Mar 21, 2013

Eklutna Lake & Eagles

 We spent St. Patrick's Day geocaching in the Eklutna Lake area. It was a perfect winter day... No wind, temperatures in the upper 20's and clear blue skies.
The road up to the lake travels along a canyon carved out by the river. It's a long drop to the bottom, but the view is fantastic! Most people don't realize it's here, so here's a Google Map link to where you park to see it.
 This is one of three dams that has been built. I don't remember if it was built for power generation or flood control, but its long been abandoned.
 This is the view looking to the north across the Knik Arm. Our house is out there somewhere....

 This is looking across to the mountains of the Alaska Range in the distance.

 Looking across the frozen Eklutna Lake to the mountains of the Chugach Range.
 We found a total of 6 caches today, bringing our total caches found up to 806. Five of them were along the shores of Eklutna Lake.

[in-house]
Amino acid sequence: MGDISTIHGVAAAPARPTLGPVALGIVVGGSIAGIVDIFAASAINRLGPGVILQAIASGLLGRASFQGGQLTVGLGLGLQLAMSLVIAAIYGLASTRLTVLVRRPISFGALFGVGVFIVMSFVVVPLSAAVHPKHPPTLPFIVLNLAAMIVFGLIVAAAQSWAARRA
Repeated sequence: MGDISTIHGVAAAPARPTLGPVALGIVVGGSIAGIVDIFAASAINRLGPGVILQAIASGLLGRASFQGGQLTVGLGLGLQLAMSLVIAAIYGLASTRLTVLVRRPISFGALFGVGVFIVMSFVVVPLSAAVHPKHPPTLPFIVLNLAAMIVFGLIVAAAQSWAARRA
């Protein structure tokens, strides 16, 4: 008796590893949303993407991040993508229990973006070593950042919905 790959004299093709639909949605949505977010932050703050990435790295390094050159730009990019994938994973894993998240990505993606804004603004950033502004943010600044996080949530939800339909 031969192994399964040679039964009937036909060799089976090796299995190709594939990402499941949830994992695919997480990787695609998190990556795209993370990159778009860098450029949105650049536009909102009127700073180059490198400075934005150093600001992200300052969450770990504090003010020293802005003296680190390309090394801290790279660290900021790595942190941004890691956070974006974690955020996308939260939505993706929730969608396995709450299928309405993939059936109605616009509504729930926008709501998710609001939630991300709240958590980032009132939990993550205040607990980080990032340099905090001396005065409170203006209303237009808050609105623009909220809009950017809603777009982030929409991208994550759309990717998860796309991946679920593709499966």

There was quite a few people enjoying the area today. Families were cross country skiing on the lake and riding snow machines. Elkutna Lake is also popular in the summer.

 Here you can see the remains of the second dam. A little further downstream is the third and current dam, an earthen & concrete dam. Eklutna Lake is impounded to allow water to flow down a tunnel to a power generation station. The Municipality of Anchorage also gets their drinking water from the lake.
 At some point some animal walked across this open area. It's weight compressed the snow and then the wind blew away the surrounding snow, leaving this little elevated track.
 Alaska in the winter can be stunning.
 On our way home we spotted this magnificent eagle in a tree. With any of the pictures you can click on them to see a bigger version.
 I only managed to grab a couple of shots before he took to the air. I had the camera on landscape mode and was just about to switch to action when he spread his wings. If I had been a little faster I could've gotten some amazing photos...
A little further down was an immature bald eagle. They don't get their distinctive white heads and tail fathers until they are three years old.

1 comment:

Anonymous said...

Spectacular photos on a beautifully, clear day!